“We-are-going-to-the-Royal-Palace-in-Mecca-” The awkward image of a woman paused briefly to flash her strange smile. “-so-I-can-meet-Salman-bin-Abdulaziz-bin-Abdul-Rahman-bin-Faisal-bin-Turki-bin-Abdullah-bin-Mohammed-bin-Saud. I-am-honored.”
From the 1981 film “Raiders of the Lost Ark”.
The two men were sitting at a table in the back of a bar in Marrakech. It was hot. It was late. The overhead fans spun in lazy circles casting a march of shadows on the two patrons below.
The bartender was cleaning a glass. He got mostly westerners in here, either low life bums down on their luck with no money to get back home, or French, British, and Americans who were doing business and didn’t want to be bothered.
He looked casually at the two men, one French, one American. The Frenchman was in a rumpled white suit. Why white in such heat? The American looked like an oil rigger or longshoreman except for the whip on his belt. It didn’t matter to Hassan. They paid for their drinks. Who cared what else they did.
“I’m tired of chasing you all over the fucking world, René. I find something and you steal it from me. You find something and I steal it from you. Where does it end?”
© Rochelle Wisoff-Fields
David spent so much of his life deciding between a career in physics or theology and here he was in Jerusalem’s Old City embracing both. It was called the City of David, and Yeshua himself taught here and would later rule, but Moses and Aaron laid the foundation. Of course, that’s not how everyone remembers it, but after David’s invention of the quantum portal, he realized that the prophesies of Hashem were fluid, adaptable to man’s free will. He wasn’t sure how he’d changed the world with that last trip, but when he turned the corner, he’d find out.
Written for Rochelle Wisoff-Fields’ Friday Fictioneers photo writing challenge. The idea is to write a piece of flash fiction, based on the photo above, of no more than 100 words. My word count is 99.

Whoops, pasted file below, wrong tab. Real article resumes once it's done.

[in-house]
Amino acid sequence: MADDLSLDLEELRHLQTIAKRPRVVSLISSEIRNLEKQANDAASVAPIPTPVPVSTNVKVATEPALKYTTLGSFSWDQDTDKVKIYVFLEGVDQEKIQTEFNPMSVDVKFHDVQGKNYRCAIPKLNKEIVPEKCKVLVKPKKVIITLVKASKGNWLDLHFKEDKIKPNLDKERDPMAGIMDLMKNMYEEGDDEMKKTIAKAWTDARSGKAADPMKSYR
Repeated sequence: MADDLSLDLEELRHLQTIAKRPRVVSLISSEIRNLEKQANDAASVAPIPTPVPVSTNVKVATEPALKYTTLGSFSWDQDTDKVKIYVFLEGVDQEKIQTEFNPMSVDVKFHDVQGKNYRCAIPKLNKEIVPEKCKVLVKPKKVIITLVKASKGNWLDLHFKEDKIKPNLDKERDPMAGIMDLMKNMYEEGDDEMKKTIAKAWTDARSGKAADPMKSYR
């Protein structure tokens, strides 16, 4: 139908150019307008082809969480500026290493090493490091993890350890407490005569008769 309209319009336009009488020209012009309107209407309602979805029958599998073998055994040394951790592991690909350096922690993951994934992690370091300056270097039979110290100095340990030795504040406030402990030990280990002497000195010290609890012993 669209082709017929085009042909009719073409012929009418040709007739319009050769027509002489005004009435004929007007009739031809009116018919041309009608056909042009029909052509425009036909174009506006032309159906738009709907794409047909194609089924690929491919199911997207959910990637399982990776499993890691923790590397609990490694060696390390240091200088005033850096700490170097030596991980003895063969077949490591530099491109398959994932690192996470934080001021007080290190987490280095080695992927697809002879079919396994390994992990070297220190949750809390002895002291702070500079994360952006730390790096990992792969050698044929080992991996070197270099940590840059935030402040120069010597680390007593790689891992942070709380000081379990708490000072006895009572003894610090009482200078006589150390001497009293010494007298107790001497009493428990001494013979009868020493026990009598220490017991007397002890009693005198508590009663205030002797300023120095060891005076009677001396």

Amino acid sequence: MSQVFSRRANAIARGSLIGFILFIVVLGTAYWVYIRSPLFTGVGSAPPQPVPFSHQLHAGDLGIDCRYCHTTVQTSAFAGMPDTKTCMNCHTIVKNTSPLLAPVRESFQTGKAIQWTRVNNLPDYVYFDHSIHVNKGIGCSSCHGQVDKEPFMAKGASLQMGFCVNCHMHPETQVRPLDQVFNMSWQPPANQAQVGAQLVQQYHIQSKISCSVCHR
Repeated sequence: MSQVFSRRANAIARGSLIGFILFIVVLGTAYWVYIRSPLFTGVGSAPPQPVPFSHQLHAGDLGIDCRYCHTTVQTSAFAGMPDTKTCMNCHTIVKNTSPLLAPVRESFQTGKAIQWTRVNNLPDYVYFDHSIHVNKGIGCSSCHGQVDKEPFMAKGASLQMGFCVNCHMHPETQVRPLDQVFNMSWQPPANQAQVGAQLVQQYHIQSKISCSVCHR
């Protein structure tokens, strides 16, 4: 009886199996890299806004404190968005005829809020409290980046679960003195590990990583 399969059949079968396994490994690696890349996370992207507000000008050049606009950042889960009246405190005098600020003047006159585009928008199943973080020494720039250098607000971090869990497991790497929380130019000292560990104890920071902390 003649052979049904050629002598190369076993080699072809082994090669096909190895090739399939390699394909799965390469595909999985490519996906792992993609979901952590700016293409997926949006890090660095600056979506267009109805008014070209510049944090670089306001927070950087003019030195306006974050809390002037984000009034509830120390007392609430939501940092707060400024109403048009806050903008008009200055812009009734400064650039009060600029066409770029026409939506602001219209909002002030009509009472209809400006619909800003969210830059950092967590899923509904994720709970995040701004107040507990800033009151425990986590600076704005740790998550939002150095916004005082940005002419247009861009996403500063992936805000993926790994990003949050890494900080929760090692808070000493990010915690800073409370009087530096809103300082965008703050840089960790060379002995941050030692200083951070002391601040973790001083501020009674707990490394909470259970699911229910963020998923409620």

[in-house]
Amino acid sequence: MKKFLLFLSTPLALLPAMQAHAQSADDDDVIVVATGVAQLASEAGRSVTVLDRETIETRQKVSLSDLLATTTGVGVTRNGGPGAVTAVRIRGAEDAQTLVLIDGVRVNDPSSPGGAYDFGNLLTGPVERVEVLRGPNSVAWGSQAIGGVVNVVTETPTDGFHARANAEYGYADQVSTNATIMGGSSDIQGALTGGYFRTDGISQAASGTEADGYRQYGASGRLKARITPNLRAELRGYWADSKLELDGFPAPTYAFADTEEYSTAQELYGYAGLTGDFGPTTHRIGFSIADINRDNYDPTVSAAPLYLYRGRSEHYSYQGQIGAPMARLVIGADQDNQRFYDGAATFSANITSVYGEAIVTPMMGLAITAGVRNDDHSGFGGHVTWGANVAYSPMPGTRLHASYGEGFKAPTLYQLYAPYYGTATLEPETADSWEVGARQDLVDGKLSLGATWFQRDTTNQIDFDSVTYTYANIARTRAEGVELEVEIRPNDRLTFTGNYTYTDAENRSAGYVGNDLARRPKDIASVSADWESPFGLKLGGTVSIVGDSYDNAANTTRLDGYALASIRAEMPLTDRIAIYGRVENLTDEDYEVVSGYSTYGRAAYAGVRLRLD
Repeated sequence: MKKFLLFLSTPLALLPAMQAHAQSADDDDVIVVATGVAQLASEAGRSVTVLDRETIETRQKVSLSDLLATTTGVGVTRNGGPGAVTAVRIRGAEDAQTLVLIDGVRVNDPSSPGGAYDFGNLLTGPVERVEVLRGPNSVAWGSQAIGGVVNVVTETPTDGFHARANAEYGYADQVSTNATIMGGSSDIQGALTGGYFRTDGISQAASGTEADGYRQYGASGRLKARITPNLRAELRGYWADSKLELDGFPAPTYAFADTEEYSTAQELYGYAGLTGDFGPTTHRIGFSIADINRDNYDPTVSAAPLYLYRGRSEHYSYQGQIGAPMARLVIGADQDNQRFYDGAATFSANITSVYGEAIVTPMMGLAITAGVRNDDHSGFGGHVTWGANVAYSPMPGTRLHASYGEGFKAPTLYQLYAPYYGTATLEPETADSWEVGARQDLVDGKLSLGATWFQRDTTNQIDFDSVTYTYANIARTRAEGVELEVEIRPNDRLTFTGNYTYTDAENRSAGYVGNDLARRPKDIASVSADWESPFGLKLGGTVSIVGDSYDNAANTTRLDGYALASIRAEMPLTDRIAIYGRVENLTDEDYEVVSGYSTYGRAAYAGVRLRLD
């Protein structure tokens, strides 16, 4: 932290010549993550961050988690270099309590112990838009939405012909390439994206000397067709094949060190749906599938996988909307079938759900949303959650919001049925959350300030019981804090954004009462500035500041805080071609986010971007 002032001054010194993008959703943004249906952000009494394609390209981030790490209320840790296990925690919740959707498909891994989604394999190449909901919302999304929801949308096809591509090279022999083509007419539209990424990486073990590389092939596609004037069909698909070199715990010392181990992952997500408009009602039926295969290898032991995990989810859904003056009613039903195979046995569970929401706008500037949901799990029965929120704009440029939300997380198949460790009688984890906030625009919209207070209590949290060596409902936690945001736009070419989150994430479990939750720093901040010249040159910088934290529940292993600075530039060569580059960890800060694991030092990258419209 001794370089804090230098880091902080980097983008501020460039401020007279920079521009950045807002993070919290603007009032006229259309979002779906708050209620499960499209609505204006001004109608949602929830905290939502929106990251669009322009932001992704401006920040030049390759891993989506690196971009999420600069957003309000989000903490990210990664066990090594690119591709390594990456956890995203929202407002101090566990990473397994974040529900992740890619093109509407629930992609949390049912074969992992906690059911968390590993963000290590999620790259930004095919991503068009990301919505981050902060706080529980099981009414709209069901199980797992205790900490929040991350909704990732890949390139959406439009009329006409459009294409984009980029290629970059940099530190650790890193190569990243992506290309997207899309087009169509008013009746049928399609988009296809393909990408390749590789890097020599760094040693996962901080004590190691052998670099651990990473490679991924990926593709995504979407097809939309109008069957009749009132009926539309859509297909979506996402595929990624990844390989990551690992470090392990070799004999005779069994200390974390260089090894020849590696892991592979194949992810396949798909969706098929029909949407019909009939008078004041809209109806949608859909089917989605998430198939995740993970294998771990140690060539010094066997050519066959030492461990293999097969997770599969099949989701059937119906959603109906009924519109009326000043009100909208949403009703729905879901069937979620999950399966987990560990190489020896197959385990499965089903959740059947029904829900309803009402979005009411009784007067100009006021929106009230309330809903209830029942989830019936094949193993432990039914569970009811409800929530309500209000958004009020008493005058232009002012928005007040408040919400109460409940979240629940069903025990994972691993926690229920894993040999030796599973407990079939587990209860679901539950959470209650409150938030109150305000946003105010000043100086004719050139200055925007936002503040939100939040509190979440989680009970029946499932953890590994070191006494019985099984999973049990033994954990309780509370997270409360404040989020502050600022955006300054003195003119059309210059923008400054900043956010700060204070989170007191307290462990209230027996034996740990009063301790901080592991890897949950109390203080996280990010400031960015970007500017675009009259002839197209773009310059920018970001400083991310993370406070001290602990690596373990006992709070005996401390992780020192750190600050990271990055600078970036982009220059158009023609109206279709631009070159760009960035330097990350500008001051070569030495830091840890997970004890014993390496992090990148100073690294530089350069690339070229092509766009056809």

I’m toying with the idea of expanding the concept of how Biblical history could have changed depending on human free will and still be within the will of God. This is just a little taste.
To read other stories based on the prompt, visit InLinkz.com.
© Ted Strutz
“The next leg of our vacation takes us on the ferry from Port Angeles to Victoria.”
“Honey,” Glenn’s wife complained. “You sound like a tour bus driver.”
Their two kids in the backseat groaned.
“Just trying to brighten the mood while we wait to get onto the ferry.”
Then the parents in the front realized they had bigger problems.
“Glenn, is everything…twisting?”
“I thought it was rain, but…”
Everything shifted and shimmered and then they were part of a line of cars on the Juan de Fuca Bridge, crossing not only the strait but into another universe as well.
I wrote this for Rochelle Wisoff-Field’s Friday Fictioneers photo writing challenge. The idea is to use the image at the top to write a piece of flash fiction no more than 100 words long. My word count is 99.
Decades ago, science fiction writer Larry Niven wrote a series of stories based on the outlandish idea that fog was not caused by water vapor but by a distortion between one quantum universe and another. A person who was in the fog might disappear from our world and reappear in a parallel one.
The image above seems to distort the cars and ferry we can see, and while in real life, this was probably caused by rain on the windshield, I decided to take it in a different direction. There really is a ferry that travels across the Strait of Juan de Fuca between Port Angeles to Victoria, northwest of Seattle, Washington, though I’ve never been anywhere near it (but Google is good).
To read other stories based on the prompt, go to InLinkz.com.
“What the hell? It happened again.”
“What’s that, Jase?”
Jason McClure continued to look at his watch with a puzzled expression on his face.
“I said my watch did it again. Says it’s 12:04 p.m.”
Val was finishing the last of the sushi rolls in the kitchen, getting ready for the kids to come over for dinner.
“It’s broken, Jase. It was your Dad’s watch, remember? Who knows how old it is.”
© Sarah Potter
Hadn’t been to the cabin since I was a kid. After Grandpa died, I forgot all about it. He only stayed here during the winter. I sat in the chair next to his desk. The plants had taken over everything. Still, I can almost hear his voice.
“I’m still here, boy.”
“What? Grandpa?” I looked around expecting to see him or at least his ghost.
“I’m still here. Look at the desk. Look out the window.”
“All I see are the…”
I’d forgotten how much Grandpa liked gardening, though he tended to let his plants grow a little wild.
Written for Rochelle Wisoff-Fields’ Friday Fictioneers writing challenge. The idea is to use the image above to write a piece of flash fiction no more than 100 words long. My word count is 99.
To read more stories based on the prompt, visit InLinkz.com.